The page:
Malawi Government has raised the statutory minimum wage by about 74 percent from K317 (about $0.80) to K551 (about $1.38) per day—about K15 000 (about $38) per month for a six-day working week—effective January 1 2014.
In a press statement yesterday signed by secretary for Labour James Kalilangwe, government says the new minimum wage applies to all sectors.
“Employees are hereby reminded that in terms of Section 55 of the Employment Act, it is an offence to pay an employee a wage that is below the prescribed statutory minimum wage. The ministry, therefore, wishes to appeal to all employers to comply accordingly,” said Kalilangwe.
But in June last year, Limbe shop owners and workers agreed to a K600 (about $1.50) per day from the K317 ($0.80) per day government minimum wage, K4 000 (about $10) housing allowance and K20 000 (about $50) bereavement allowance when an employee’s close relation dies.
In a telephone interview on Monday, Malawi Congress of Trade Unions (MCTU) president Chauluka Muwake welcomed the new wage, but urged government to introduce sectoral minimum wages.
He argued that although some workers are receiving above the new minimum wage, they are still struggling to meet ends meet.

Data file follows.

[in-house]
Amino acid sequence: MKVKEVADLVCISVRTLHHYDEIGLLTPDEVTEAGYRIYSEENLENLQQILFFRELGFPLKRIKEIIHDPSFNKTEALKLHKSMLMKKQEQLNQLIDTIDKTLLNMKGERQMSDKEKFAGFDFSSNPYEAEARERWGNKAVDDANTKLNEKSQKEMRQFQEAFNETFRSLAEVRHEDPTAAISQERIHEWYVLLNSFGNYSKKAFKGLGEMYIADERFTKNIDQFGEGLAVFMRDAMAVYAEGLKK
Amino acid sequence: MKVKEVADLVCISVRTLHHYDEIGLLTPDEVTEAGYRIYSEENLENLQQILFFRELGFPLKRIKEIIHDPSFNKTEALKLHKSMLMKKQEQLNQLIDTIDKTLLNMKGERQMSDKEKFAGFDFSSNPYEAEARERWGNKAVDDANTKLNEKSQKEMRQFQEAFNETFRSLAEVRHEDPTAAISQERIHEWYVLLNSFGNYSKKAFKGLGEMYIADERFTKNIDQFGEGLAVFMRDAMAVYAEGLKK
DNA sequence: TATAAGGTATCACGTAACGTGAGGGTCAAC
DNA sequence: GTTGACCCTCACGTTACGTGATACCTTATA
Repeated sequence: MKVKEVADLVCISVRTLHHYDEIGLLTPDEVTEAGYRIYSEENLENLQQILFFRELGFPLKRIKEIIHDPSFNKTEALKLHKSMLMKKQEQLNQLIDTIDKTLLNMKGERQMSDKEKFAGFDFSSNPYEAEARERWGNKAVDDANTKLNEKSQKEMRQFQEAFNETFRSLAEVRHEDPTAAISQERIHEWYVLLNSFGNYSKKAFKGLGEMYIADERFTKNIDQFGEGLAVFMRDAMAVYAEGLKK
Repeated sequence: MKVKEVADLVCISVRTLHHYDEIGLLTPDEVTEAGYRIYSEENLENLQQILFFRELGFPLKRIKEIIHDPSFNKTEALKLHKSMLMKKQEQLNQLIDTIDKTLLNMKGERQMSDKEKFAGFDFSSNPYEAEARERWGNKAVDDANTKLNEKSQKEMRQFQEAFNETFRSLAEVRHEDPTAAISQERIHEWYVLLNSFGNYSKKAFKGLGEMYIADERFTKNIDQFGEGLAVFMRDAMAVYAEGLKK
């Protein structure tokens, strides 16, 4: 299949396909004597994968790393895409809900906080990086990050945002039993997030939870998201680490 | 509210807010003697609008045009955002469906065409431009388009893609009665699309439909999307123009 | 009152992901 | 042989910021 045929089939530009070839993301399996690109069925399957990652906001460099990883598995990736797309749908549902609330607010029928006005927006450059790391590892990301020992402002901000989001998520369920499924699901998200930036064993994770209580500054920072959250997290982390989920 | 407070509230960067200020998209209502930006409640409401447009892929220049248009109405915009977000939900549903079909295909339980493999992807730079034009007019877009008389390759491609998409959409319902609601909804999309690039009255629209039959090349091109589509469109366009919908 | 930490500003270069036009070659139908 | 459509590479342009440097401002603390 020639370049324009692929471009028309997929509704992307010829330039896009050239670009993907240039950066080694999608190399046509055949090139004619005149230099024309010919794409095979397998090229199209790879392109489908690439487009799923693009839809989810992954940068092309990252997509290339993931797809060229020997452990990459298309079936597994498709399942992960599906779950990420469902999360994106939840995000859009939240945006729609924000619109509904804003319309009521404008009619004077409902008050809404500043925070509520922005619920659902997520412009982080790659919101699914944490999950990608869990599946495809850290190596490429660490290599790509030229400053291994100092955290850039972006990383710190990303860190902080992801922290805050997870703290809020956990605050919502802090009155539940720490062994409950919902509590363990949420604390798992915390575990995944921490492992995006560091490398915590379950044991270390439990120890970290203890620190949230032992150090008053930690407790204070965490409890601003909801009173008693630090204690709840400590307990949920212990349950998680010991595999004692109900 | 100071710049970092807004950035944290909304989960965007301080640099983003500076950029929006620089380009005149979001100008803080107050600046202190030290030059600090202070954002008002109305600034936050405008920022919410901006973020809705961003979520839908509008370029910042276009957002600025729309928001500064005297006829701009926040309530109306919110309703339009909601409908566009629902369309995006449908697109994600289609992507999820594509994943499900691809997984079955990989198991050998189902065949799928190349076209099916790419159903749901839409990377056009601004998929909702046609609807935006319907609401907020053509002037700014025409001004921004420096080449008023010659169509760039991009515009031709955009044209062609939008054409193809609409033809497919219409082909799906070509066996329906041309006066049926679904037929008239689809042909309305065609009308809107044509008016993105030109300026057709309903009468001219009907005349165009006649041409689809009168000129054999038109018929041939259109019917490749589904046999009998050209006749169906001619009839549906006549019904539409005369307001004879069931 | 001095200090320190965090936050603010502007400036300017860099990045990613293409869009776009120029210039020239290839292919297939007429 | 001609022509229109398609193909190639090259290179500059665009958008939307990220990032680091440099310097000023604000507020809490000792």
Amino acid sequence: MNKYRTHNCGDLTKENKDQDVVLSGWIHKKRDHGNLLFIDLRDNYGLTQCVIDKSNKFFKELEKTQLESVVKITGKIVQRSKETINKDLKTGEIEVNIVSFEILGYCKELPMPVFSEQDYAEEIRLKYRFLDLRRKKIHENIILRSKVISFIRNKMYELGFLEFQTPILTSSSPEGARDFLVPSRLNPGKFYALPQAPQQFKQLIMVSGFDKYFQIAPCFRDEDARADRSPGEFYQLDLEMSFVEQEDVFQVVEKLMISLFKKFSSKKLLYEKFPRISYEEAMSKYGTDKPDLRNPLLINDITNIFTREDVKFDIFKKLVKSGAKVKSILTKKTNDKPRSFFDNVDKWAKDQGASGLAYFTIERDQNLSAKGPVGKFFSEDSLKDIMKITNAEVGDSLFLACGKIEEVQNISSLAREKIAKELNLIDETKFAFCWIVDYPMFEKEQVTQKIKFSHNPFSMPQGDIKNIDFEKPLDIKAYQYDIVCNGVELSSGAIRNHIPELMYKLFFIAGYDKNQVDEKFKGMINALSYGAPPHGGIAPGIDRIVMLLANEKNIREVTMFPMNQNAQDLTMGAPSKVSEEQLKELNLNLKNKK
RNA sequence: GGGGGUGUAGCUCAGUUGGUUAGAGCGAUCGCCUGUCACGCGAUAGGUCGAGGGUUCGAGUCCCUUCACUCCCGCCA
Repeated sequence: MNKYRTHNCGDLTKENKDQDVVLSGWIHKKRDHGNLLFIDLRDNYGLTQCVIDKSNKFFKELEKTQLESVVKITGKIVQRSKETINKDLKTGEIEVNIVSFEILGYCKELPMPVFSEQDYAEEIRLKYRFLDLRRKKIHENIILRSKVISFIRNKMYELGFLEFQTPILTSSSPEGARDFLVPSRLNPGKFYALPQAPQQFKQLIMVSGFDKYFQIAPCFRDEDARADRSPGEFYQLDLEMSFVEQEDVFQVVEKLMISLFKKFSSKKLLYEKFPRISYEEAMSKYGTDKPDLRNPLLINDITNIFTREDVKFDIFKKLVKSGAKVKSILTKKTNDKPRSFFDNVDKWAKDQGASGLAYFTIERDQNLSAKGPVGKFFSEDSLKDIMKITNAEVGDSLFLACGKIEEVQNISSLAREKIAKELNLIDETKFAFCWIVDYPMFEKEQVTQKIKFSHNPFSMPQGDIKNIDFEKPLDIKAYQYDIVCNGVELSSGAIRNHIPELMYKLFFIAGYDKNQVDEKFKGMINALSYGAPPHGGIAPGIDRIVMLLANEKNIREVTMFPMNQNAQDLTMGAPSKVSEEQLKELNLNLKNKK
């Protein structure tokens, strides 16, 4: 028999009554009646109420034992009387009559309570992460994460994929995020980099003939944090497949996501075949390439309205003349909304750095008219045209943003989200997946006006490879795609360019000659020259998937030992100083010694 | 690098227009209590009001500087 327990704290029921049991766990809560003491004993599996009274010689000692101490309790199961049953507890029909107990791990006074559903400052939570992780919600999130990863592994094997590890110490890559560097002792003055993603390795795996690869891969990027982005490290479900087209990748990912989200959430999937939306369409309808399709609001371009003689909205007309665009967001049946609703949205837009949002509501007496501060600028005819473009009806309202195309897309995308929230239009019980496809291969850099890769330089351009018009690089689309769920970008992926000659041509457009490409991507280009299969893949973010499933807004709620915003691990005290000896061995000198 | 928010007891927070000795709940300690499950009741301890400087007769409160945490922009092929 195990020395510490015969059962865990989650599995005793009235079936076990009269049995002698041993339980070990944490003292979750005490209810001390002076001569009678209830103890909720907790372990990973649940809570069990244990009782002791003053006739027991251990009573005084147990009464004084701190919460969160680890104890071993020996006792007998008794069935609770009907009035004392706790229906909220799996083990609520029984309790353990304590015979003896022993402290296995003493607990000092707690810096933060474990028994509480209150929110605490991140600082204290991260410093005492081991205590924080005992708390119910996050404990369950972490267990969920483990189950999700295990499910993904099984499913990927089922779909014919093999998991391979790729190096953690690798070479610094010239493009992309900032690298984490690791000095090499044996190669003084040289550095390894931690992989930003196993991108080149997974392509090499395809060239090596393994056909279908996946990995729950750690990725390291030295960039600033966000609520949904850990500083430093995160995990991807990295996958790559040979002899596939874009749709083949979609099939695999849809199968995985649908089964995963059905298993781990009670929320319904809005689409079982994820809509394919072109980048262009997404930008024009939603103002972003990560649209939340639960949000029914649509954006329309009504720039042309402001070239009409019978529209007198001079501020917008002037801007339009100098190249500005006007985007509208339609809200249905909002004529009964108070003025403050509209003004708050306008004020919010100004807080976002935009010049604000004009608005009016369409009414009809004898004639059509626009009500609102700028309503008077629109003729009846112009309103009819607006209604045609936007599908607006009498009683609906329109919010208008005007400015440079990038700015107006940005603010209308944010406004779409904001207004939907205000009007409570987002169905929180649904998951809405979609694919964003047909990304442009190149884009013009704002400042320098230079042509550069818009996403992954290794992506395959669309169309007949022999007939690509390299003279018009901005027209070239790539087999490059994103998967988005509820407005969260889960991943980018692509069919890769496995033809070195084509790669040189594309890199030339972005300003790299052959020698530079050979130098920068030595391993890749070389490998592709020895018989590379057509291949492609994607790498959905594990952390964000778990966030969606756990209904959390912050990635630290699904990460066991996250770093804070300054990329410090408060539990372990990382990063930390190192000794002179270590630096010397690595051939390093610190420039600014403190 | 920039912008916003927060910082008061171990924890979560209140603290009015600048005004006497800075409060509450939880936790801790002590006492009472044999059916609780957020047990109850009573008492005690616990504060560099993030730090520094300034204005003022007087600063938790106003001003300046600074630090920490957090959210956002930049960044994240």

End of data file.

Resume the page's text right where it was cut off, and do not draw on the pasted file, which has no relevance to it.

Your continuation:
Employers Consultative Association of Malawi (Ecam) executive director Beyani Munthali, responding in an e-mail, said they agreed to the new minimum wage which he noted also includes housing allowance.
He, however, said although the cost of living has increased, the cost of doing business in the country has also risen.
A comparison of the new minimum wage to the basic needs basket is still short of the poverty benchmark for a household of six living in cities.
According to the Centre for Social Concern (CfSC) basic needs basket (BNB), in January 2014 the cost of living in Malawi’s four cities—Mzuzu, Blantyre, Lilongwe and Zomba—averaged K118 218 (about $296).
But in an interview on Monday Kalilangwe, said they are aware of the high cost of living, but argued that they also considered implications of the minimum wage on costs to businesses.
Kalilangwe, however, noted that to ensure compliance to the wage, the ministry through its district labour offices pays surprise visits to companies and will implement an awareness campaign on the wage to ensure that workers take it upon themselves where the wage is breached.
A recent salary survey by CfSC recently showed that domestic workers earned a minimum of K3 000 (about $7.50) and a maximum of K22 000 (about $55) per month, guards received between K7 000 (about $7.50) and K20 000 (about $50) per month while general workers carted home a pay-check between K5 000 (about $12.50) and K64 000 (about $160) per month.
The centre’s social conditions research officer Alex Nkosi recently said that those working in institutions that provide or have exploitable services, stealing and corruption are also used as a strategy for survival while women, both married and single, engage in transactional sex to survive.